Intense social class conflict and juvenile delinquency charges and counter-charges resulted in fights erupting between white authorities and minority youths and adults. The white press characterized minority youths as gangsters and juvenile delinquents, and police harassed them on public streets. Black and Hispanic youth recognized this racialization of juvenile delinquency in wartime Los Angeles and New York City. There was pressure on mayors in each city to repress and rigorously police minority youth.
Many Zoot Suiters were attracted to jazz music and ballroom dancing, and they were sometimes joined by some white youths who appreciated this musical and dance culture and Zoot Suit styles as well. This interracial mixing alarmed police, white parents, and whites in general. Many whites were committed white supremacists and benefited from their privileged white skin positions in getting first opportunities denied to minorities. More and more, minorities defied white hierarchy and publicly challenged the status quo or attempted to retreat to their ethnic enclaves where police and mobs often sought them out to attack in race riots. Conflict resulted from these cultural challenges, and the police intervened to repress race rebel minority youths disenchanted with the doctrines and practices of domination. These altercations often led to the criminalization of minority youth and young adults with trumpeted charges, beatings, jailings, and convictions; they also led to police records that dogged them and resulted in more reasons to segregate and discriminate against them.
Racial tensions erupted into mass racial riots and violence in New York City; Beaumont, Texas; Los Angeles, California; Detroit, Michigan; Mobile, Alabama; and many other cities and towns. Police and white military personnel often attacked minorities and their youth, and especially Zoot Suiters. The white press often instigated and condoned violence against minorities and blamed them for the violence. The police took sides with white soldiers and civilians against minorities. On the one hand, minority newspaper writers and some legal defense groups noted and loudly protested against this racial partisanship against minorities. Many minority leaders defended themselves by claiming that disruptions of mass violence harmed wartime industry. Riots disrupted work and reduced supplies to the front lines. On the other hand, whites self-righteously charged that minorities were violating the race rules of subordination and getting out of their place and that minorities were not justified in defying white supremacy.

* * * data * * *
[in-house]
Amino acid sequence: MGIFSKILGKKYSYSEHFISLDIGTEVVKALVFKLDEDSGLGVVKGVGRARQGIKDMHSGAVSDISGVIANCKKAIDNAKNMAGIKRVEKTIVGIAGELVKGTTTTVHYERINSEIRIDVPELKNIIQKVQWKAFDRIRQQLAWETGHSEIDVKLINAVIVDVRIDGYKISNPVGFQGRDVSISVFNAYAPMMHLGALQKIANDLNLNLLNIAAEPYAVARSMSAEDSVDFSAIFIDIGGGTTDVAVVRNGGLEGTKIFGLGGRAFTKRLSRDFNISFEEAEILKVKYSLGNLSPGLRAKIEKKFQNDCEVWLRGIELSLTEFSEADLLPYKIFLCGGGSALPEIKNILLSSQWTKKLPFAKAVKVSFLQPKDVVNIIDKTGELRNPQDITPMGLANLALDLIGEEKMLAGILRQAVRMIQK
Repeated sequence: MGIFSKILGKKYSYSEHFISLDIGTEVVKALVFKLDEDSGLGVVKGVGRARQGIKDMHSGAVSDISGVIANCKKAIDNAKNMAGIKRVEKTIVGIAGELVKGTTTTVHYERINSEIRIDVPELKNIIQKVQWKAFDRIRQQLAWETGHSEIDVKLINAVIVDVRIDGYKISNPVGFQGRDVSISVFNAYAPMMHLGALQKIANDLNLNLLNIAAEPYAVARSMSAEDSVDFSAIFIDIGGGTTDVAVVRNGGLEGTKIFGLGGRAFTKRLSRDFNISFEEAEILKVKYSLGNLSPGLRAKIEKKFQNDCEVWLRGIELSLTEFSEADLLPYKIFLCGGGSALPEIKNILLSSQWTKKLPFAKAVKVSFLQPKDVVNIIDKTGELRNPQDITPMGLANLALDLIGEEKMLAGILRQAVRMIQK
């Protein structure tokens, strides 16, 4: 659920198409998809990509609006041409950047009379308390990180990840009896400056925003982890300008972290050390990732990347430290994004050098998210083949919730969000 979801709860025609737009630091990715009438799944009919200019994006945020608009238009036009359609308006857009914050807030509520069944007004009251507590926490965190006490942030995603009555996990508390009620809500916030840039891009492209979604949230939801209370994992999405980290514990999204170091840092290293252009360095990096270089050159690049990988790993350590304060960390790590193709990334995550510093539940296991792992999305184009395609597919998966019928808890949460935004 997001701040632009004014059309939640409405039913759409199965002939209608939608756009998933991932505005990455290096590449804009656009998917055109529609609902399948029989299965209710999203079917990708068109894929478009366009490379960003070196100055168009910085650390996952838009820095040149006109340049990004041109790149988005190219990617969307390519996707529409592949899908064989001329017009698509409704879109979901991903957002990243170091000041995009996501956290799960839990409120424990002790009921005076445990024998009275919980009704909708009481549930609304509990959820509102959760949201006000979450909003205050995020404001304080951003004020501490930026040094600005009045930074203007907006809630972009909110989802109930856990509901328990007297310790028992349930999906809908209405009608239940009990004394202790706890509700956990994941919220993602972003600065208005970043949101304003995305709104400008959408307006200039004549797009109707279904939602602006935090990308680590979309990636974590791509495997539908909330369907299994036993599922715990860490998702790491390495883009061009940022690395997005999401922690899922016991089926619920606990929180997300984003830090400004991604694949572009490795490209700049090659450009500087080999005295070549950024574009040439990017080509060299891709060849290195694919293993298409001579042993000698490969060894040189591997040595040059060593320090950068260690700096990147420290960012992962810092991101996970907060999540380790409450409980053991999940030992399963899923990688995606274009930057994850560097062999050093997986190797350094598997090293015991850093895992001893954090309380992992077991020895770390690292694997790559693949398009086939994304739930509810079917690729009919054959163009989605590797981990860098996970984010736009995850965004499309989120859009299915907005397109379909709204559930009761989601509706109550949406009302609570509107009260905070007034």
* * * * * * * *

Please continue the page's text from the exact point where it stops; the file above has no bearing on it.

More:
In summary, Alvarez explains the era of Jim Crow and white supremacy as a problem that went unsolved during the 1940s. Minority groups and youth often fought for their individual and collective dignity, manhood, and womanhood. They fought for their right to use public space and for their inclusion as citizens in every area of American life and culture. Minorities in the World War II years demanded a Double V, or victory at home and abroad for democracy; they fought on two fronts for this victory, and it was a frightful double burden. Alvarez explains Zoot Suiters as one of the tips of the spears in this complex fight. His book is a superb addition to the literature on the subject, and his scholarship is now the best and most comprehensive book on Zoot Suit culture, society, and race conflict during World War II.
If there is additional discussion of this review, you may access it through the network, at: https://networks.h-net.org/h-urban.
Bruce M. Tyler. Review of Alvarez, Luis, The Power of the Zoot: Youth Culture and Resistance during World War II.
H-Urban, H-Net Reviews.